three-quarters of people say they think we're still in a recession. that was stunning to me. was it as stunning to you? >> it was a real surprise to us but i think it's consistent with the other numbers we see. one number i'll add to that is that we only saw 4 in 10 americans today saying the american greem dream, this basic idea if you work hard, you'll get ahead, still holds true today. that's a pessimistic outlook for something that's a fundamental american value. >> let's turn to immigration, the subject of a speech president obama gave before the congressional hispanic caucus last night. take a listen. [ inaudible ] >> about to get to that. about to get to it. >> i want to bring in maria, ceo of voter latino. maria-teresa, that heckling that took place at a friendly audience at the chc for the president showed the angst that you still see in the latino
community over immigration. the president, is he in trouble here with latino voters? >> i was there last night. it was a heckler who is a dreamer who's been really active in the community. no one was surprised. everyone expected it to happen. and i think what folks were looking for is what the president did, he addressed her and also gave the opportunity about what we need to do as latinos. that is to register and vote. latinos are frustrated with both parties, joy. i think it's because we've had so many promises on the administration side and then we've had so many letdowns from the republican-led congress. fundamentally whatever the president does is going to be a band aid effect. we need to solve the problem. the only way to do so is ensure latinos register and register their allies. >> the president made that point over and over in his speech. he said anything i do will be a band aid. i'm only going to be here 2 1/2 more years. was that message compelling in the room where the president was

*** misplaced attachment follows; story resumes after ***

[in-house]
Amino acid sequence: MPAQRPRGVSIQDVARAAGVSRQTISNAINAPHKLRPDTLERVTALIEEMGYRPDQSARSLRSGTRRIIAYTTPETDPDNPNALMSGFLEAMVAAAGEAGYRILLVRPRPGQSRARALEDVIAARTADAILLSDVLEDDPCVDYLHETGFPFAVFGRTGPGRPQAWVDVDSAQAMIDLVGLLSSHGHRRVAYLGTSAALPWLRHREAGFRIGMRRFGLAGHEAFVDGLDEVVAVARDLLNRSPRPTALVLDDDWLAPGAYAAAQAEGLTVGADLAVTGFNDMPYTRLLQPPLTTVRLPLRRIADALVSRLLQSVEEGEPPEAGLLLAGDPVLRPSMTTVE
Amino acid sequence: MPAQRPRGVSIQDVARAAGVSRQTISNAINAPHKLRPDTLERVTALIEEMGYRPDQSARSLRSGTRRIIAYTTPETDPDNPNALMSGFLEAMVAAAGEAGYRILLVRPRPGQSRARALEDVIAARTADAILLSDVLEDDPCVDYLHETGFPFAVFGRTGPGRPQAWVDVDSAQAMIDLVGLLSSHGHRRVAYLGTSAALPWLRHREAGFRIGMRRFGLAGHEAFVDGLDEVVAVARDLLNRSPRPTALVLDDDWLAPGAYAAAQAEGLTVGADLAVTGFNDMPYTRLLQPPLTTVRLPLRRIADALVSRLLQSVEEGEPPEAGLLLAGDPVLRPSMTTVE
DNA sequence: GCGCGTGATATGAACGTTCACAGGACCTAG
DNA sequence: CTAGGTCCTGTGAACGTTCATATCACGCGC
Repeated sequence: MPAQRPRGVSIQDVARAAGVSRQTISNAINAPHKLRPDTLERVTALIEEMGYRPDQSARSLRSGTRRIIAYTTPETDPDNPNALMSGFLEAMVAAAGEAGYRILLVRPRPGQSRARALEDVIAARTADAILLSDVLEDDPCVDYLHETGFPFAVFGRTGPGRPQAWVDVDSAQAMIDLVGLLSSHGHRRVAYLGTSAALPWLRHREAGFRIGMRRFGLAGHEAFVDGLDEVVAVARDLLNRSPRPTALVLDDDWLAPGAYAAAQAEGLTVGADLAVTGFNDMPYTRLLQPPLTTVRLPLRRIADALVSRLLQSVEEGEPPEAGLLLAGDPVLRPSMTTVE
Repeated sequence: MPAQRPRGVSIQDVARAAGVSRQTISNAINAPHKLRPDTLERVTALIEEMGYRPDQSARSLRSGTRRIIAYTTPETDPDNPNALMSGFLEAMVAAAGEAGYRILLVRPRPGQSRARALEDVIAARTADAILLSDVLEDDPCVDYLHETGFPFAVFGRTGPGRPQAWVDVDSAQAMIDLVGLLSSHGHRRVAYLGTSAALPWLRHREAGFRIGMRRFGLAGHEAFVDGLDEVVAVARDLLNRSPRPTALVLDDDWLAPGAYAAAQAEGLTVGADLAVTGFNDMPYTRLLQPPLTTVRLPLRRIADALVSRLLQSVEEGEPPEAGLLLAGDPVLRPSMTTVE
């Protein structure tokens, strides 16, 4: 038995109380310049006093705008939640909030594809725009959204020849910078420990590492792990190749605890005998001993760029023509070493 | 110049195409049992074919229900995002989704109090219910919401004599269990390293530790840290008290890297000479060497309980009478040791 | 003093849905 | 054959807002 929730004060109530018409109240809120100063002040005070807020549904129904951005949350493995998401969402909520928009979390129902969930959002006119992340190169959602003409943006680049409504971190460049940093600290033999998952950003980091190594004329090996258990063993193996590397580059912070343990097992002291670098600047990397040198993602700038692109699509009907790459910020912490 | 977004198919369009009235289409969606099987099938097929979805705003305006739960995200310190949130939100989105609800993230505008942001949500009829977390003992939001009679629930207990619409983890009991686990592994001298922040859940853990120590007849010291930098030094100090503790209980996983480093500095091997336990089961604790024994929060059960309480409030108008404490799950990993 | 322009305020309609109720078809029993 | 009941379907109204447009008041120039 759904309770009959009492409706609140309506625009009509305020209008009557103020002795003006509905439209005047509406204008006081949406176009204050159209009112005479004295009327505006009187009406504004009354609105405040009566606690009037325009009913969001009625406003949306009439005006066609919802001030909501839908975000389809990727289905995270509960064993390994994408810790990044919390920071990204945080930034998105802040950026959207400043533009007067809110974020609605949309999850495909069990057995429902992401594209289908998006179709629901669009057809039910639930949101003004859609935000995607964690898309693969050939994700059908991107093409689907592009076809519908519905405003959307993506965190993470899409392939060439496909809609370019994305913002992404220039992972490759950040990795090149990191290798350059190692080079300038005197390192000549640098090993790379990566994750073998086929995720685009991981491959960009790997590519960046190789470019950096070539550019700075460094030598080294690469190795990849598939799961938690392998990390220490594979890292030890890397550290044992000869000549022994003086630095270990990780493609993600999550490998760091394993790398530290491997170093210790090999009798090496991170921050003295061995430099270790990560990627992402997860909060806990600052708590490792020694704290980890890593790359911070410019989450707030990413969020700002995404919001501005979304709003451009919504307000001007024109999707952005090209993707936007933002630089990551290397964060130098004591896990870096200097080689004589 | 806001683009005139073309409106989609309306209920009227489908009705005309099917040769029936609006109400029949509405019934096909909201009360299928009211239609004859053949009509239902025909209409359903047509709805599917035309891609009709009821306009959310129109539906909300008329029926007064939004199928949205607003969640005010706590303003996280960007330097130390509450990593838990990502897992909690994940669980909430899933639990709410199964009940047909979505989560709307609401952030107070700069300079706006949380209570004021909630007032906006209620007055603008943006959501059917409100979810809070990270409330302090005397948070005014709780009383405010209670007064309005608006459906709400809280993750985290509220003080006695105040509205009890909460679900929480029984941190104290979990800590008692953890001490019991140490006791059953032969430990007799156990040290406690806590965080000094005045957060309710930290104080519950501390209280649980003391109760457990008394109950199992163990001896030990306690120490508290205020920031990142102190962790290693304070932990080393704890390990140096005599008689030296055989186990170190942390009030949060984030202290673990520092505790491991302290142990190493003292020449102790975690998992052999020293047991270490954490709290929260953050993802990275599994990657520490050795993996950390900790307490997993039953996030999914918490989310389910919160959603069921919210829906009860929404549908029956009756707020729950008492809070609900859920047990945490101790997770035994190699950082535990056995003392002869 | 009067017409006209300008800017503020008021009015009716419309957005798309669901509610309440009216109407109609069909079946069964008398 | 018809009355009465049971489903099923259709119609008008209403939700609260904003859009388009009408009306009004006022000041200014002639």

essentially saying, this only works if we keep the senate and theoretically got the house. >> the amount of groups -- we have a coalition of over 48 organizations pushing the latino community to vote. when he talked about that i have to say, people jumped to their feet. they started clapping, recognizing they are part of the solution. and i think it was a message the president needed to do. obviously, families right now in the latino community that are hurting. we need to make sure we're teaching folks the process of civic participation just because what we forget a lot of times is that these young latinos are the first people in their family ever to participate in government. >> i want to get data from robby. are there hard numbers that
latinos are -- >> one of the reasons latinos are frustrated, on this issue there is quite a bit of agreement. we have 6 in 10 americans agreeing on a path to citizenship that immigrants should be allowed to become citizens provide they meet certain requirements. 7 in 10 support for treating children arriving at the border as refugees. and i think the fact the public opinion support is there and it's there not only among democrats but also among republican, i think that is the reason we're seeing so much frustration in the latino community. >> are we looking at low, medium, high turnout in your estimation? >> i think it's very much going to be medium. this is an issue that cuts across party lines. we recognize as americans the immigration system is broken and we have a small sector of the